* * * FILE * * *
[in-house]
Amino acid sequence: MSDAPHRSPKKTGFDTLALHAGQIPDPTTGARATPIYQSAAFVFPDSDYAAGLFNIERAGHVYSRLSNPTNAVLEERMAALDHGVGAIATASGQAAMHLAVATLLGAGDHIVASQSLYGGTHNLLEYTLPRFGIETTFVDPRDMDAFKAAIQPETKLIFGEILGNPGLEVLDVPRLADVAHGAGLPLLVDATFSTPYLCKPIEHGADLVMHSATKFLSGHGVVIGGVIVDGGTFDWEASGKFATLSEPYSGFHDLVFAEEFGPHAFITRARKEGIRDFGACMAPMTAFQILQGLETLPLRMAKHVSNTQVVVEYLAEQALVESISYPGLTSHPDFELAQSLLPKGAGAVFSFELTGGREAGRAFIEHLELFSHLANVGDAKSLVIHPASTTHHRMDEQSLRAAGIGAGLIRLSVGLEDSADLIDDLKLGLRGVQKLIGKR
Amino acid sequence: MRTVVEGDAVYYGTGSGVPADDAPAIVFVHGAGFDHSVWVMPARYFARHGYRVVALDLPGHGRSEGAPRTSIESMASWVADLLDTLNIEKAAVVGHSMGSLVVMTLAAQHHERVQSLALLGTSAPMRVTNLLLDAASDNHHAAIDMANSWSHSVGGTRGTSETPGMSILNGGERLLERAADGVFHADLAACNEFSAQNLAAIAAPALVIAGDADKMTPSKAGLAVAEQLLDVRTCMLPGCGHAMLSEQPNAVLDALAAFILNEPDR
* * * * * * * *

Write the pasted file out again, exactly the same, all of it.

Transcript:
[in-house]
Amino acid sequence: MSDAPHRSPKKTGFDTLALHAGQIPDPTTGARATPIYQSAAFVFPDSDYAAGLFNIERAGHVYSRLSNPTNAVLEERMAALDHGVGAIATASGQAAMHLAVATLLGAGDHIVASQSLYGGTHNLLEYTLPRFGIETTFVDPRDMDAFKAAIQPETKLIFGEILGNPGLEVLDVPRLADVAHGAGLPLLVDATFSTPYLCKPIEHGADLVMHSATKFLSGHGVVIGGVIVDGGTFDWEASGKFATLSEPYSGFHDLVFAEEFGPHAFITRARKEGIRDFGACMAPMTAFQILQGLETLPLRMAKHVSNTQVVVEYLAEQALVESISYPGLTSHPDFELAQSLLPKGAGAVFSFELTGGREAGRAFIEHLELFSHLANVGDAKSLVIHPASTTHHRMDEQSLRAAGIGAGLIRLSVGLEDSADLIDDLKLGLRGVQKLIGKR
Amino acid sequence: MRTVVEGDAVYYGTGSGVPADDAPAIVFVHGAGFDHSVWVMPARYFARHGYRVVALDLPGHGRSEGAPRTSIESMASWVADLLDTLNIEKAAVVGHSMGSLVVMTLAAQHHERVQSLALLGTSAPMRVTNLLLDAASDNHHAAIDMANSWSHSVGGTRGTSETPGMSILNGGERLLERAADGVFHADLAACNEFSAQNLAAIAAPALVIAGDADKMTPSKAGLAVAEQLLDVRTCMLPGCGHAMLSEQPNAVLDALAAFILNEPDR